Assessing vulnerability and coping with ethnicity conflict
Even though the war in Sri Lanka has often been described as an ‘ethnic war’, the part played by ethnicity – independently or in combination with other factors such as resource competition – has not been fully elaborated. War-related population movements have led to increased ethnic segregation, making much of the Northern Province ethnically homogenous with only the Tamil population remaining. At the same time, Muslim refugees expelled from rebel controlled areas concentrated in Puttlam and settlers in many of the Sinhala and Tamil border villages have been compelled to move into mainstream Sinhala or Tamil areas respectively. The implications of these trends for ethnic relations, conflict dynamics and ongoing peace processes have not been fully explored. In one insightful study in selected conflict communities in Sri Lanka, it has been argued that the war led to a strengthening of ‘bonding’ social capital within each ethnic group, while undermining ‘bridging’ social capital, which unites people of different ethnic groups for common socioeconomic goals.
Interestingly, people of each ethnic group in the northeast, particularly internally displaced persons (IDPs), often use the ethnicity framework to understand not only conflict-related vulnerabilities but also market and even environment-related vulnerabilities. People in the war-torn areas use clientelistic support networks along their own ethnic lines as a distinct coping strategy. This places some ethnic groups in specific geographic locations at a comparative advantage to others. However, which ethnic group finds the strongest political patron differs considerably between the different regions. These patron-client relationships determine access to important livelihood assets, such as employment, trade networks and markets.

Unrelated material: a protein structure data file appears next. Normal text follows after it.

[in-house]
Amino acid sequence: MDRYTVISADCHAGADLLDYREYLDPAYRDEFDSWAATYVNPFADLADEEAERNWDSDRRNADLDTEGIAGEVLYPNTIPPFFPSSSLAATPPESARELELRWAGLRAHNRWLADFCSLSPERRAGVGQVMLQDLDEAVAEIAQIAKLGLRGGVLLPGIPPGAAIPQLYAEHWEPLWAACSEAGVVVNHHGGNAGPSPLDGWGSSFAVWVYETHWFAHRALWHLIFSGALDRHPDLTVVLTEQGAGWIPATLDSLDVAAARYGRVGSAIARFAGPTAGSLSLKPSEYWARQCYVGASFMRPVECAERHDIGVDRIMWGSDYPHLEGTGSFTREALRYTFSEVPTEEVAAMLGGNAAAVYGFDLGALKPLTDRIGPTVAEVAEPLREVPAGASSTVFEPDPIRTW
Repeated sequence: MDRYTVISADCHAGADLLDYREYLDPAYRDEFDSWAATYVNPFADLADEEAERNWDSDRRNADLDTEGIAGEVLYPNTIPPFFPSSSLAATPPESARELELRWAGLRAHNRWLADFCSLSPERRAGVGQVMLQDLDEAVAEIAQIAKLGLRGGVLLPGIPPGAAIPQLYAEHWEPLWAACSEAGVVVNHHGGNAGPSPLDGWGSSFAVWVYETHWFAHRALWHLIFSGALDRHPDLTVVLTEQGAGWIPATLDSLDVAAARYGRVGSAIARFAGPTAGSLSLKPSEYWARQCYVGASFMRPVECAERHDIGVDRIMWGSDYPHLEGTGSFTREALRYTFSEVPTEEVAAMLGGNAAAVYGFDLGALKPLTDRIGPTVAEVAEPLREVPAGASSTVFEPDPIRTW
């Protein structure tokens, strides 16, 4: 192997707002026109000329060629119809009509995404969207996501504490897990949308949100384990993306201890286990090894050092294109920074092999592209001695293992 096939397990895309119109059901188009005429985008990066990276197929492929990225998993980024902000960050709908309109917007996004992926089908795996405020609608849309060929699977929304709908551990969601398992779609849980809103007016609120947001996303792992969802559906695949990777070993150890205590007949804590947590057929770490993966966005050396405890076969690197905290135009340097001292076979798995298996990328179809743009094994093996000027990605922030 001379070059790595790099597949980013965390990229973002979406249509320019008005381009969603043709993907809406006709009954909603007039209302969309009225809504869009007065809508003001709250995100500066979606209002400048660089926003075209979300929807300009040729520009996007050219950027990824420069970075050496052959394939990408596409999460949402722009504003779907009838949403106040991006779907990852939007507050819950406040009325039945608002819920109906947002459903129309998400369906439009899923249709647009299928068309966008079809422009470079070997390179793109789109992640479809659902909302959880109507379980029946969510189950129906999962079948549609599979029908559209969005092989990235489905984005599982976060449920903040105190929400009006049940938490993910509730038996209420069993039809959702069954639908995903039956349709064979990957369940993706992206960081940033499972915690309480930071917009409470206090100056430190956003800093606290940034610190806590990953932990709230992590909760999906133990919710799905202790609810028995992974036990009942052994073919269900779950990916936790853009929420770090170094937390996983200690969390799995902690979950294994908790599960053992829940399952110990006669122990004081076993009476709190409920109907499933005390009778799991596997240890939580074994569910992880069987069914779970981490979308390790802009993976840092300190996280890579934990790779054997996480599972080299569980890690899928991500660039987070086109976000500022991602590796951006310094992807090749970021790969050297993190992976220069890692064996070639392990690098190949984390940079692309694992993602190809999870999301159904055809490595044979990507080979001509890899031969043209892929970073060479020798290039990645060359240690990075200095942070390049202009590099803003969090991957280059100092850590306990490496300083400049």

Threats to traditional livelihoods
Traditional livelihood patterns impose particular restrictions on movement. These livelihoods focus on primary production without a great deal of value-addition made to the final product. The products that are produced are not unique and do not occupy a special position in the market. There is no rising demand for these products. Conflict adds other dimensions to this complex set of problems by restricting physical movement and therefore access to raw materials and markets—displacing employers and workers, limiting employment opportunities even for wage labour (one of the more stable sources of livelihood), and forcing people to abandon prosperous enterprises. Due to the restrictions imposed by the armed forces of the GOSL and LTTE, people were not able to access the markets and other livelihood related areas. The high security zones, which are mostly located in livelihood areas such as coastal areas, the sea, and paddy fields, are occupied by the military. Access to such high security zones (HSZ) is still limited to certain times of the day. Some HSZs are completely restricted to civilians. Contrastingly, some people were able to maintain their livelihoods in areas that were relatively less contested and experienced minimal overt violence. They were able to cope even within a wider conflict environment because of their ability to maintain their livelihoods.